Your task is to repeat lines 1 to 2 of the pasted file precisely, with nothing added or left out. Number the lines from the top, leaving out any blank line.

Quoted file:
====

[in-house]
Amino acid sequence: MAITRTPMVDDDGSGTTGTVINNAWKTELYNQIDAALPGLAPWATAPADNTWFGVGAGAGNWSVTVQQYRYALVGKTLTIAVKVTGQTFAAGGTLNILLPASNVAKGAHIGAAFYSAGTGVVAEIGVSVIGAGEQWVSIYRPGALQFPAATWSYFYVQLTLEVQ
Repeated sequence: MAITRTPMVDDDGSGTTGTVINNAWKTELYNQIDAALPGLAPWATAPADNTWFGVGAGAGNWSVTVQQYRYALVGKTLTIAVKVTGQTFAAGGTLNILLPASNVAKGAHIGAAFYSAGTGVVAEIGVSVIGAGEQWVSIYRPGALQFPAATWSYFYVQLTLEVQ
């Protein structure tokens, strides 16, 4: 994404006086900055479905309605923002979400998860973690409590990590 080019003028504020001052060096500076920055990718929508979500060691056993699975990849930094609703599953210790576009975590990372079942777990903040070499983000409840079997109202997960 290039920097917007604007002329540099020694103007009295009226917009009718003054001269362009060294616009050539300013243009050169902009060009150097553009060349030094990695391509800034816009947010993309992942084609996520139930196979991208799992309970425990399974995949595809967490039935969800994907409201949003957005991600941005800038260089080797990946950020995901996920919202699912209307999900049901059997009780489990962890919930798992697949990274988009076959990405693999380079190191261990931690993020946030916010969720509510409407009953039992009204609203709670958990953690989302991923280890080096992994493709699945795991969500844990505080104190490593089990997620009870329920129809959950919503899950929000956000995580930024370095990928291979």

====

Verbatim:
[in-house]
Amino acid sequence: MAITRTPMVDDDGSGTTGTVINNAWKTELYNQIDAALPGLAPWATAPADNTWFGVGAGAGNWSVTVQQYRYALVGKTLTIAVKVTGQTFAAGGTLNILLPASNVAKGAHIGAAFYSAGTGVVAEIGVSVIGAGEQWVSIYRPGALQFPAATWSYFYVQLTLEVQ